Here in Scarlet Traces Volume 3, we’re rejoining the series with all concerned in dire straits. The Martians are on their way to Earth once more, the Earth’s space fleet has been decimated, and the only resistance comes from a rag-tag bunch of isolated humans and Venusians with little chance of being anything but a minor inconvenience to the invaders.
The very first episode of ‘Home Front’ sets it all up perfectly. You’ve already seen the social commentary, the difficulties and prejudice faced by the Venusians, but the other important thing is the continued absence of Ahron Shakespeare, an Earth-born Venusian who we last saw heading off to attempt to find other allies against the Martians across the solar system.
But more of Ahron later. ‘Home Front’ is just that, a look at the invasion from the ground, following several characters as they attempt to deal with the Martian landings. It’s a chance for Edginton to re-introduce journalist, Charlotte Hemmingway, from the second story, Scarlet Traces: The Great Game, and show us the Venusian resistance, who’ve already suffered years under Martian rule and have pledged never to be so unprepared again.
‘Home Front’ is the triumph of Volume Three, taking us down to Earth, getting our hands bloody with the rest of them and giving the reader a horrifying idea of the devastation caused – something so much sci-fi manages to skate over. There’s one stand-out moment of horror here, as the Venusians, along with a human news reporter familiar to all of us who watched Midlands Today for years, have to hide from the Martians under the dead…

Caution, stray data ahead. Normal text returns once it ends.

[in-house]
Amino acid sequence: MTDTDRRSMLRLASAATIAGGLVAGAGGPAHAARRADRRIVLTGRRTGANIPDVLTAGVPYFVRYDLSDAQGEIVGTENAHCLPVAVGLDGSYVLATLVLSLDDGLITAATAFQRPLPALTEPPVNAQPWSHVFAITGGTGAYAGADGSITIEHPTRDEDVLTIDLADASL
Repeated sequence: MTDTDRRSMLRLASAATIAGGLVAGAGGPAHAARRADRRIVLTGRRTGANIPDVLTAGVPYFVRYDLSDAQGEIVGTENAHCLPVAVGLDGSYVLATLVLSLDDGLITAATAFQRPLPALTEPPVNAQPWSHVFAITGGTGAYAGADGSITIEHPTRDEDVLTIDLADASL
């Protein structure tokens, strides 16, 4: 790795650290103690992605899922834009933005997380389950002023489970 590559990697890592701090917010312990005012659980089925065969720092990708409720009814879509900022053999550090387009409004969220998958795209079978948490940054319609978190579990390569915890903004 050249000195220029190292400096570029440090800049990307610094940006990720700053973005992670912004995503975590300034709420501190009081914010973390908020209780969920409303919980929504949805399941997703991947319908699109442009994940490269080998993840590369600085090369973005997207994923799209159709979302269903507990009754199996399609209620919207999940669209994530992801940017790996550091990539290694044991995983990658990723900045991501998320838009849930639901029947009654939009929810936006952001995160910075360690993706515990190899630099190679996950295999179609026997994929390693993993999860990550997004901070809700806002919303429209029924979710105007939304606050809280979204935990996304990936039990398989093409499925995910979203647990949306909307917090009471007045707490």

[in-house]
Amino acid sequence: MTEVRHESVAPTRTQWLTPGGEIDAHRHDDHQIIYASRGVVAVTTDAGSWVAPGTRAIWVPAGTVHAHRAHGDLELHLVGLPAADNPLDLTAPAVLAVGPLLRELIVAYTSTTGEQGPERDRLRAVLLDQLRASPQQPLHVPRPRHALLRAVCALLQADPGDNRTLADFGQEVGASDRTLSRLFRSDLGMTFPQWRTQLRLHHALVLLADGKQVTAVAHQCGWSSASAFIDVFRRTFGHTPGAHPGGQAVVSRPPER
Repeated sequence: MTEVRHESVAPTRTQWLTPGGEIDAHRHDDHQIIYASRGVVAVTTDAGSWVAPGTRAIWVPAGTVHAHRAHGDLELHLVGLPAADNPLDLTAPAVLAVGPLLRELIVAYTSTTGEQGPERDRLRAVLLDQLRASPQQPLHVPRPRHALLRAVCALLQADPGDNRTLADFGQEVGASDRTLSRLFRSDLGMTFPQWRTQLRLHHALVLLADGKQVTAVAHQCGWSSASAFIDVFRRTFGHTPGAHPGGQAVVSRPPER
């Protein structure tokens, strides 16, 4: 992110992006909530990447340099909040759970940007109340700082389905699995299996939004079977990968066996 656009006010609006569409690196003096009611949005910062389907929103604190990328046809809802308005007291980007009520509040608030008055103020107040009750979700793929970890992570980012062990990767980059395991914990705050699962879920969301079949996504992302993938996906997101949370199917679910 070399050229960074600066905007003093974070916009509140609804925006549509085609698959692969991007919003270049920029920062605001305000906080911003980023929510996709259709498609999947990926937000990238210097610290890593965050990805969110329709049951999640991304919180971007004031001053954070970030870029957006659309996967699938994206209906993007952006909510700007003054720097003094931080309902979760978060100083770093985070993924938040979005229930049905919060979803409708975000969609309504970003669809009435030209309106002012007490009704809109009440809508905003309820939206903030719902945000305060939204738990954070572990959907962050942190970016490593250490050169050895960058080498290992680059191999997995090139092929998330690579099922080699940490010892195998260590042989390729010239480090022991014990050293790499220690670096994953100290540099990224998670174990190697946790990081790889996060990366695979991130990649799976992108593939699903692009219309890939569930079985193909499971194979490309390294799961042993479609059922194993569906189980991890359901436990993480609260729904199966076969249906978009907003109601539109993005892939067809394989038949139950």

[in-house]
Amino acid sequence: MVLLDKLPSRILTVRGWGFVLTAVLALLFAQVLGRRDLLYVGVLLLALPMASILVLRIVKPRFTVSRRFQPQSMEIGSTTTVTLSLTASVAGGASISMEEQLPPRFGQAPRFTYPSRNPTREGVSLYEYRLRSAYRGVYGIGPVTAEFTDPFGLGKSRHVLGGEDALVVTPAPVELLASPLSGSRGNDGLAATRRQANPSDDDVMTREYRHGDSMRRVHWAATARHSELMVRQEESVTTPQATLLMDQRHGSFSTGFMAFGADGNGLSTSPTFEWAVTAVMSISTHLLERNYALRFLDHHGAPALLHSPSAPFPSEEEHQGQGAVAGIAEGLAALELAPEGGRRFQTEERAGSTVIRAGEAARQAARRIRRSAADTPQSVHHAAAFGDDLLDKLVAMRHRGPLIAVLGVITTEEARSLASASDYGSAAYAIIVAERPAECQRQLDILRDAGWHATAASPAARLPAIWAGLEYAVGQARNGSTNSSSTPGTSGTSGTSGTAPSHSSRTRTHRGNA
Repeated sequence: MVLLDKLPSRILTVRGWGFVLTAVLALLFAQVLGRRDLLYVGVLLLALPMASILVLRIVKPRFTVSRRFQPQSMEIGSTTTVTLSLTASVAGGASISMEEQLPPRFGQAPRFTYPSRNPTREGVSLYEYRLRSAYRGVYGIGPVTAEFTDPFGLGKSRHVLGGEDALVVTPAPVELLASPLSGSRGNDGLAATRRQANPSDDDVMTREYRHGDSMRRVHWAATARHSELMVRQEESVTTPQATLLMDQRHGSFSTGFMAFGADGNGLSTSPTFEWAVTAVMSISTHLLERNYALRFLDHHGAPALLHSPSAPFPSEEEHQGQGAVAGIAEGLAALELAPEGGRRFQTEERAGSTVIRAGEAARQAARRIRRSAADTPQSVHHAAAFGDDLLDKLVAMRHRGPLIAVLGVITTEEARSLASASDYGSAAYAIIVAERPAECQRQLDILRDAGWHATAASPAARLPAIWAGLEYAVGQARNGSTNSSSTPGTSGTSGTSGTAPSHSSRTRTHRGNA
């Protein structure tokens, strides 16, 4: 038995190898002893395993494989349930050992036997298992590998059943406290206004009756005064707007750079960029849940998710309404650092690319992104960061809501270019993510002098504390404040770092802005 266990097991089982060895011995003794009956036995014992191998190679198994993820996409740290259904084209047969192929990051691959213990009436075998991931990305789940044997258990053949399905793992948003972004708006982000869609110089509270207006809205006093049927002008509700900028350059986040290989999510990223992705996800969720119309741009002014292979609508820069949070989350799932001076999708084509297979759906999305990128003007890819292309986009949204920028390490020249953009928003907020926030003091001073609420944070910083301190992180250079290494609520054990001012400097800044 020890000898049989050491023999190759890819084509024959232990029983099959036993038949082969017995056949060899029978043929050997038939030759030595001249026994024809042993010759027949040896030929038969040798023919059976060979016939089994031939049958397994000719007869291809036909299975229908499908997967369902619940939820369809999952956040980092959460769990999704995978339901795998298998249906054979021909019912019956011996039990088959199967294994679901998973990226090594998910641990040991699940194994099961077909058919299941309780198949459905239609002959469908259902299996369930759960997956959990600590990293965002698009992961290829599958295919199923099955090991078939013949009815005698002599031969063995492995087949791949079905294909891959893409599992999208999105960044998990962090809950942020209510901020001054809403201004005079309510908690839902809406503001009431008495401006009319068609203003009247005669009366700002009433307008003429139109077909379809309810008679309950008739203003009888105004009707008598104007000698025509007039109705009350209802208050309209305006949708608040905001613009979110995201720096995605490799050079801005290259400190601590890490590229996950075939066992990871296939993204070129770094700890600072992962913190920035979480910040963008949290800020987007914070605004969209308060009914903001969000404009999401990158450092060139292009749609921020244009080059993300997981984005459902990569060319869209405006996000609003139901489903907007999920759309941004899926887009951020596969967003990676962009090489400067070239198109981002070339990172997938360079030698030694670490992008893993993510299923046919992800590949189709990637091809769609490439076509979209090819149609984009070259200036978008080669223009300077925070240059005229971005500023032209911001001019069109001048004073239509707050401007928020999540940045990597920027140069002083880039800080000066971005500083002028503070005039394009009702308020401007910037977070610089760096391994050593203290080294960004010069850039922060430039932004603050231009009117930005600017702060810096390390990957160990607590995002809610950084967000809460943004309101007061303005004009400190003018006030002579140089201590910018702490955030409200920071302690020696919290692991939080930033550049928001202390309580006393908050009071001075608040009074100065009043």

It’s also a perfect moment to praise the art here from D’Israeli. Scarlet Traces is very much an Edginton/D’Israeli co-production, one that you simply can’t imagine without the incredible artwork of D’Israeli. The breadth of what he does in Scarlet Traces is quite amazing, whether it’s spectacular space battles or something far more affecting, such as that moment above, he’s just able to do it all. And throughout Scarlet Traces, D’Israeli’s style shifts to fit the tone of the story and the setting – it really is something quite wonderful to see.
But of course, ‘Home Front’ is but half of Volume Three. The second storyline, ‘Storm Front’, only very recently finished in the pages of 2000 AD, sees Ahron Shakespeare return. But he’s far from alone. All of which sets up the final, climactic battle between Humans, Martians, Venusians, and the Jovians, recruited by Ahron.
I’ll not spoiler things here, but suffice it to say that there’s an ending of sorts here – not the end of Scarlet Traces by any means, Edginton and D’Israeli have more stories to tell – but there is an end to the Human-Martian conflict, done in a most unexpected and absolutely satisfying fashion.
So, with Volume Three, Edginton and D’Israeli bring what they began back in that first volume of Scarlet Traces to an end. And it’s a damn fine ending, capping off a series of exciting and fascinating storylines, taking us way, way, way beyond the confines of that first storyline, giving us a socio-political sci-fi thriller that is absolutely recommended.
Scarlet Traces Vol. 3 is out Thursday 17th March from Rebellion